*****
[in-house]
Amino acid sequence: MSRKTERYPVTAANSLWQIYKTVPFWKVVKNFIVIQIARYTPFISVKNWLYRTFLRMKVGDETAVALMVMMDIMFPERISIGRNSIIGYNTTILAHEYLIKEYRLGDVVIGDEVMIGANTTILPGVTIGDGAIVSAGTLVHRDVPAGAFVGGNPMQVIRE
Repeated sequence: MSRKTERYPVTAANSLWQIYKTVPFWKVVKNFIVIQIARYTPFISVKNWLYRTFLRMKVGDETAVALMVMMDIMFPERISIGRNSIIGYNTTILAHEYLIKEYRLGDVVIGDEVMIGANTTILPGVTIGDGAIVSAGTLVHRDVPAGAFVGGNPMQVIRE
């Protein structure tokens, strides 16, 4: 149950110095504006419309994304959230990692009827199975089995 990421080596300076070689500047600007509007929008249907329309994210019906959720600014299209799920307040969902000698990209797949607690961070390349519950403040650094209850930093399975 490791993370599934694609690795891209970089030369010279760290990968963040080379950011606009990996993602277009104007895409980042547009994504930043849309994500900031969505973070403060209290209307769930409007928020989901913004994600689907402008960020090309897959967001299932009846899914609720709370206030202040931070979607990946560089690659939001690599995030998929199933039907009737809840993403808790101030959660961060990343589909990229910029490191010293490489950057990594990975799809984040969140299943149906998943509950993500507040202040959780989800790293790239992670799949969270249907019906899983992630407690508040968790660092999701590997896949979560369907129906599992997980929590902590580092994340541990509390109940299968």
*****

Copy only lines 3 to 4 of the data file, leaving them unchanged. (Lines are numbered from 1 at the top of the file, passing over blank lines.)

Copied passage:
Repeated sequence: MSRKTERYPVTAANSLWQIYKTVPFWKVVKNFIVIQIARYTPFISVKNWLYRTFLRMKVGDETAVALMVMMDIMFPERISIGRNSIIGYNTTILAHEYLIKEYRLGDVVIGDEVMIGANTTILPGVTIGDGAIVSAGTLVHRDVPAGAFVGGNPMQVIRE
């Protein structure tokens, strides 16, 4: 149950110095504006419309994304959230990692009827199975089995 990421080596300076070689500047600007509007929008249907329309994210019906959720600014299209799920307040969902000698990209797949607690961070390349519950403040650094209850930093399975 490791993370599934694609690795891209970089030369010279760290990968963040080379950011606009990996993602277009104007895409980042547009994504930043849309994500900031969505973070403060209290209307769930409007928020989901913004994600689907402008960020090309897959967001299932009846899914609720709370206030202040931070979607990946560089690659939001690599995030998929199933039907009737809840993403808790101030959660961060990343589909990229910029490191010293490489950057990594990975799809984040969140299943149906998943509950993500507040202040959780989800790293790239992670799949969270249907019906899983992630407690508040968790660092999701590997896949979560369907129906599992997980929590902590580092994340541990509390109940299968």